by Dr. Jay Merriam
Began at 7 with Gigi banging on my door needing a meeting before rounds at 7:30. After last night , we had decided that I should speak to the staff about some personell issues and to appoint a new Asst. Director, Dr. Mohamed Borassi with whom I have been working all week. He’s Moroccan native, trained here and in Lyon and is an excellent clinician with ambition and skill. Needed a bit of lameness training and we are on the way. So I gave the assembled staff a bit of a pep talk and a warning about a certain lack of direction and discontent. Change is always threatening and needs to be explained to some people as necessary for growth. We need to hold the working equid up as our “client” and guidepost, then everything else becomes secondary. As long as we ask him what he needs, the rest falls into place..or some such. Gigi translated as I went and it was not lost on some that we need to accept the fact that if we are not happy with the mission, we need to move on!
Anyway, enough drama, it was another staggering day of lame, halt and blind mules coming in or being treated as residents. The students are amazing. Three from the Czech Republic (one German, a Cypriot and an Israeli) plus a young woman from California. They work hard, take their job seriously and do research every night to answer questions we pose every day. We oversee treatments, jump in as needed (cut a few molars today and showed the others how to do it). We also had a few clinical lab conferences, went to a lawyers meeting about Fondouk business and generally found ourselves wondering at 2 pm why we hadn’t had breakfast!? Gigi’s cook prepared couscous so we had that and coffee before the second day of my seminar on colic began! Had 30 peo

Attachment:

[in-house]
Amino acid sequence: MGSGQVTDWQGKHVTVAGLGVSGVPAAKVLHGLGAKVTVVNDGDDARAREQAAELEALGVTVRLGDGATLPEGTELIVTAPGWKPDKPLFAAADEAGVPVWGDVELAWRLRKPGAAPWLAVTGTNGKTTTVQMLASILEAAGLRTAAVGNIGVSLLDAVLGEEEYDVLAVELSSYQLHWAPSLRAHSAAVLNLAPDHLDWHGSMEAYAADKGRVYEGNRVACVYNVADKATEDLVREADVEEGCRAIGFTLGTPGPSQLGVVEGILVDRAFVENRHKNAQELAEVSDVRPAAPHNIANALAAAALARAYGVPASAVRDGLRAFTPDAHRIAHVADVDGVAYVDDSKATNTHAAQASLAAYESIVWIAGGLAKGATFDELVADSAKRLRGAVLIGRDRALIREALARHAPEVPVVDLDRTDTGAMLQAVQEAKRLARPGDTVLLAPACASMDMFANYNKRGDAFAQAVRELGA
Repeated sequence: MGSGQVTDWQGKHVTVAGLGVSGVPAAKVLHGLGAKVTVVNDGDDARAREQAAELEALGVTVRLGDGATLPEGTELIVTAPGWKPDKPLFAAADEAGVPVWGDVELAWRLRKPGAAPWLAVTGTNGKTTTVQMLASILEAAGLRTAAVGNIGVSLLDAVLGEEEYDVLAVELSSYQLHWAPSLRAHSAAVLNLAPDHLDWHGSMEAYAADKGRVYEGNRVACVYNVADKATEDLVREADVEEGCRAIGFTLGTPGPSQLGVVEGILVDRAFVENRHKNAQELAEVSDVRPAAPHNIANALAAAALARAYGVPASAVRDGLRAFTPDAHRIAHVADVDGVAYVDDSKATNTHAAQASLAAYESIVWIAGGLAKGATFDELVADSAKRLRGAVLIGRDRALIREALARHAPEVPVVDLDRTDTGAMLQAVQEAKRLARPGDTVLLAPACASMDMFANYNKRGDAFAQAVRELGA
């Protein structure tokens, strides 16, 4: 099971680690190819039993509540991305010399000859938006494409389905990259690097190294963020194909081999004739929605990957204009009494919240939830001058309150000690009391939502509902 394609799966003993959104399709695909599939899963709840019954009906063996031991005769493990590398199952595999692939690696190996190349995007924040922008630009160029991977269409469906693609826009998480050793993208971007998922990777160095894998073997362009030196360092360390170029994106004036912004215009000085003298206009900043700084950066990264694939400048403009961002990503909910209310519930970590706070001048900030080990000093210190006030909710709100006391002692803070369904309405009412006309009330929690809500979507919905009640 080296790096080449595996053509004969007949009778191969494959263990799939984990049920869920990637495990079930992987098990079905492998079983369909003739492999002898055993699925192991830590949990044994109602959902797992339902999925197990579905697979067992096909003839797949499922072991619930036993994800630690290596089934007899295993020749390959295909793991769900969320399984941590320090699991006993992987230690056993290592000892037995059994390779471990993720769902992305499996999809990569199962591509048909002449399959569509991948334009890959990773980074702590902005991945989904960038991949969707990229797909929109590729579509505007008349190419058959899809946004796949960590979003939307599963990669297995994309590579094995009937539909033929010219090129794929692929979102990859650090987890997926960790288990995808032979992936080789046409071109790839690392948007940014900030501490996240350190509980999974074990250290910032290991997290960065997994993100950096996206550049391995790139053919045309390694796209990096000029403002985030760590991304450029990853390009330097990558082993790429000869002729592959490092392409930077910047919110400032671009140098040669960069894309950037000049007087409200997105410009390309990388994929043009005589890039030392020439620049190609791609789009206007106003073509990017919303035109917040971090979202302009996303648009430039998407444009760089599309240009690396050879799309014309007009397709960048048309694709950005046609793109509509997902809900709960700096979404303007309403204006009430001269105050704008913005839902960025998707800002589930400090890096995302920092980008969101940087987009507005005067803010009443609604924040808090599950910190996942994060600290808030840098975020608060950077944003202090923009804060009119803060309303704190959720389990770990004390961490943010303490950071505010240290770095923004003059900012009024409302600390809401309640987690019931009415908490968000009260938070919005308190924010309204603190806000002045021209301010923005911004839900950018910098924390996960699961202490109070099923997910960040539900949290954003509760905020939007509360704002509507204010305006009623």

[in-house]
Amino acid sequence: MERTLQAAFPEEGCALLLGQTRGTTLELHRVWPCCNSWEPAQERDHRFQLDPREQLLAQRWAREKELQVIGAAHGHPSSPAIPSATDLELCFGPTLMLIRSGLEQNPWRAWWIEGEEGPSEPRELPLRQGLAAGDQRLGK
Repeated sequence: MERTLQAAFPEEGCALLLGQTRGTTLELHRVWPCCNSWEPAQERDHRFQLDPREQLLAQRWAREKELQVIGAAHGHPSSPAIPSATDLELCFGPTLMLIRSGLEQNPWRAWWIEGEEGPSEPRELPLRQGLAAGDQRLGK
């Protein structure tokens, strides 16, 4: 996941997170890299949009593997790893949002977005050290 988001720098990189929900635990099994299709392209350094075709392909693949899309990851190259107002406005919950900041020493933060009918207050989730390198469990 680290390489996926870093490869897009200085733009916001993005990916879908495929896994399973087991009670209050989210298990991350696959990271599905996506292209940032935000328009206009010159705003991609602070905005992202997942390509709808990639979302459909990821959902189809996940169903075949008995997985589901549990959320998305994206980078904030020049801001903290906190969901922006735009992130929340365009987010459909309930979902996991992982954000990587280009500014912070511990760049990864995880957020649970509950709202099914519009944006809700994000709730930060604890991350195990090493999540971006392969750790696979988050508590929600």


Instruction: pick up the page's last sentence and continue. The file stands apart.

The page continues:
ple today, including lots of vets from the day before plus 12 veiled Moroccan vet students! I gave another hour on ultrasounding the abdomen and then we went to the clinic to do a wet lab with a new ultrasound brought up specially from Marrakech. It was the blind leading the willing down the primrose path. I managed to find the kidneys, nephrosplenic ligament and God knows what else before turning it over to the locals to try to find what they could. It was all fun and they really were desperate for hands on stuff, so I looked like an expert (“Yes, Mohamed, that’s a gas bubble”) . Whatever, it was fun and very satisfying! All the vets were guys, all the vet students were women! In between all of this, we had a donkey crashing with possible colitis and we spent most of Friday night pumping fluids into the poor fellow and calculating his chances of survival by the minute.
We (Gigi and I ) have had a few good opportunities to discuss the plans here and compare notes about the whole working equid thing. She has been in Egypt, Ethiopia and Morocco doing this
for the last 20 years. Also managed to raise 3 kids, keep a hubby (an MD on assignment in Australia) and this since August as Director. Lot’s of laughs and similar experiences. She is also recently certified in Equine Internal Medicine (she’s a Brit) and has an encyclopedic knowledge of medicine. Very committed to her cases and her work and a few laughs to boot.
Has been wiring the clinic and the courtyard for internet this week so we can start rounds at Tufts once I get back, via Skype! Doesn’t want to feel out of the loop by being so far away from academia. So we’re going to try to get a regular set up with Tufts for weekly rounds of selected cases. Pretty exciting.